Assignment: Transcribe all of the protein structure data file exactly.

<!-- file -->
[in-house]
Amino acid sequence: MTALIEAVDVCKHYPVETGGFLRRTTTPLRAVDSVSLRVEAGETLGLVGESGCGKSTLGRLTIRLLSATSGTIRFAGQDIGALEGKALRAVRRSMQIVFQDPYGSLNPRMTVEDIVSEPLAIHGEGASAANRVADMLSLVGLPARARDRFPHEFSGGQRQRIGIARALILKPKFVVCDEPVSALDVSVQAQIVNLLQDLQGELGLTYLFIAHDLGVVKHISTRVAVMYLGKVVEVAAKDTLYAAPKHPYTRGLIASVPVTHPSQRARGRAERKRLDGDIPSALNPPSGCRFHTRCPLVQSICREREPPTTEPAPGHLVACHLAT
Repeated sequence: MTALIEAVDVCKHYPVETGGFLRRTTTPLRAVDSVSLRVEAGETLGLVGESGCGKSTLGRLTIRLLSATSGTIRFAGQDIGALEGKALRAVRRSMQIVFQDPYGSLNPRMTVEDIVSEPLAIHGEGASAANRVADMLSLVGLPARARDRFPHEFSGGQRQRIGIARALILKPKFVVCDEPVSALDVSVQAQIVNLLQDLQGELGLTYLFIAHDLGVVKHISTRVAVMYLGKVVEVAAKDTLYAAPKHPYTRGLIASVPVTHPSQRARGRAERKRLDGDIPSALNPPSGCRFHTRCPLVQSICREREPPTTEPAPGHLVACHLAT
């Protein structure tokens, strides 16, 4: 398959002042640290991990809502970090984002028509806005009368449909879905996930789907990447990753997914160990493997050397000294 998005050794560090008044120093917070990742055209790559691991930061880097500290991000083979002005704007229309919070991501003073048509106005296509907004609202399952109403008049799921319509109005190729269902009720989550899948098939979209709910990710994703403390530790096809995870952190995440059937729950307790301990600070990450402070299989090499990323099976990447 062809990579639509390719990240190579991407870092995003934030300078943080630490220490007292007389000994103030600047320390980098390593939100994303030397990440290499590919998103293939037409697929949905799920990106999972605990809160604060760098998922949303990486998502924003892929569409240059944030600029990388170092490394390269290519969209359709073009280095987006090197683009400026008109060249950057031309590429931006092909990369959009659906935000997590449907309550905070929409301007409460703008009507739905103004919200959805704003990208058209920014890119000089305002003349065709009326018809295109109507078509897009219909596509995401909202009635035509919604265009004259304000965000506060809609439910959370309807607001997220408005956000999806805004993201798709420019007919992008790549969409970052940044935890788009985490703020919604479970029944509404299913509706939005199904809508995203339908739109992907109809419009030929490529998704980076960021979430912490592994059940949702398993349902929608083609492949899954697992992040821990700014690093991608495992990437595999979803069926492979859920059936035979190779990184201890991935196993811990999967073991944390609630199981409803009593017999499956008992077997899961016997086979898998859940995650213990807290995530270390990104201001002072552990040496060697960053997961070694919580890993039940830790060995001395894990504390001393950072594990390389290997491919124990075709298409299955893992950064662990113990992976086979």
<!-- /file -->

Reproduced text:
[in-house]
Amino acid sequence: MTALIEAVDVCKHYPVETGGFLRRTTTPLRAVDSVSLRVEAGETLGLVGESGCGKSTLGRLTIRLLSATSGTIRFAGQDIGALEGKALRAVRRSMQIVFQDPYGSLNPRMTVEDIVSEPLAIHGEGASAANRVADMLSLVGLPARARDRFPHEFSGGQRQRIGIARALILKPKFVVCDEPVSALDVSVQAQIVNLLQDLQGELGLTYLFIAHDLGVVKHISTRVAVMYLGKVVEVAAKDTLYAAPKHPYTRGLIASVPVTHPSQRARGRAERKRLDGDIPSALNPPSGCRFHTRCPLVQSICREREPPTTEPAPGHLVACHLAT
Repeated sequence: MTALIEAVDVCKHYPVETGGFLRRTTTPLRAVDSVSLRVEAGETLGLVGESGCGKSTLGRLTIRLLSATSGTIRFAGQDIGALEGKALRAVRRSMQIVFQDPYGSLNPRMTVEDIVSEPLAIHGEGASAANRVADMLSLVGLPARARDRFPHEFSGGQRQRIGIARALILKPKFVVCDEPVSALDVSVQAQIVNLLQDLQGELGLTYLFIAHDLGVVKHISTRVAVMYLGKVVEVAAKDTLYAAPKHPYTRGLIASVPVTHPSQRARGRAERKRLDGDIPSALNPPSGCRFHTRCPLVQSICREREPPTTEPAPGHLVACHLAT
């Protein structure tokens, strides 16, 4: 398959002042640290991990809502970090984002028509806005009368449909879905996930789907990447990753997914160990493997050397000294 998005050794560090008044120093917070990742055209790559691991930061880097500290991000083979002005704007229309919070991501003073048509106005296509907004609202399952109403008049799921319509109005190729269902009720989550899948098939979209709910990710994703403390530790096809995870952190995440059937729950307790301990600070990450402070299989090499990323099976990447 062809990579639509390719990240190579991407870092995003934030300078943080630490220490007292007389000994103030600047320390980098390593939100994303030397990440290499590919998103293939037409697929949905799920990106999972605990809160604060760098998922949303990486998502924003892929569409240059944030600029990388170092490394390269290519969209359709073009280095987006090197683009400026008109060249950057031309590429931006092909990369959009659906935000997590449907309550905070929409301007409460703008009507739905103004919200959805704003990208058209920014890119000089305002003349065709009326018809295109109507078509897009219909596509995401909202009635035509919604265009004259304000965000506060809609439910959370309807607001997220408005956000999806805004993201798709420019007919992008790549969409970052940044935890788009985490703020919604479970029944509404299913509706939005199904809508995203339908739109992907109809419009030929490529998704980076960021979430912490592994059940949702398993349902929608083609492949899954697992992040821990700014690093991608495992990437595999979803069926492979859920059936035979190779990184201890991935196993811990999967073991944390609630199981409803009593017999499956008992077997899961016997086979898998859940995650213990807290995530270390990104201001002072552990040496060697960053997961070694919580890993039940830790060995001395894990504390001393950072594990390389290997491919124990075709298409299955893992950064662990113990992976086979």